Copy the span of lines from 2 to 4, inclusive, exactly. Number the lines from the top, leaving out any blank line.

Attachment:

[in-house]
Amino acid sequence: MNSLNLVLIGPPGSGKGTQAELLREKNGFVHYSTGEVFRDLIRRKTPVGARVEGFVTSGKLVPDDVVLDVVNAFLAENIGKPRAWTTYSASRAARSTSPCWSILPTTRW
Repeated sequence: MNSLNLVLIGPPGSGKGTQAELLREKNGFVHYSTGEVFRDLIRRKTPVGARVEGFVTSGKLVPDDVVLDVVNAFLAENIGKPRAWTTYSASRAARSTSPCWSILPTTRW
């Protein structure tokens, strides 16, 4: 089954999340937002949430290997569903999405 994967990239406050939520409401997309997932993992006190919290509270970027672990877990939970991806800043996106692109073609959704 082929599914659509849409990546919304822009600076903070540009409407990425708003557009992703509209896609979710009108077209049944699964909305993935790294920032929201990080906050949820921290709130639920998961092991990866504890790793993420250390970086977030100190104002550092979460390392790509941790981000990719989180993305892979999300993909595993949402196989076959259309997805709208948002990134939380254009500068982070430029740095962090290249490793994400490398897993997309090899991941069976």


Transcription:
Amino acid sequence: MNSLNLVLIGPPGSGKGTQAELLREKNGFVHYSTGEVFRDLIRRKTPVGARVEGFVTSGKLVPDDVVLDVVNAFLAENIGKPRAWTTYSASRAARSTSPCWSILPTTRW
Repeated sequence: MNSLNLVLIGPPGSGKGTQAELLREKNGFVHYSTGEVFRDLIRRKTPVGARVEGFVTSGKLVPDDVVLDVVNAFLAENIGKPRAWTTYSASRAARSTSPCWSILPTTRW
């Protein structure tokens, strides 16, 4: 089954999340937002949430290997569903999405 994967990239406050939520409401997309997932993992006190919290509270970027672990877990939970991806800043996106692109073609959704 082929599914659509849409990546919304822009600076903070540009409407990425708003557009992703509209896609979710009108077209049944699964909305993935790294920032929201990080906050949820921290709130639920998961092991990866504890790793993420250390970086977030100190104002550092979460390392790509941790981000990719989180993305892979999300993909595993949402196989076959259309997805709208948002990134939380254009500068982070430029740095962090290249490793994400490398897993997309090899991941069976």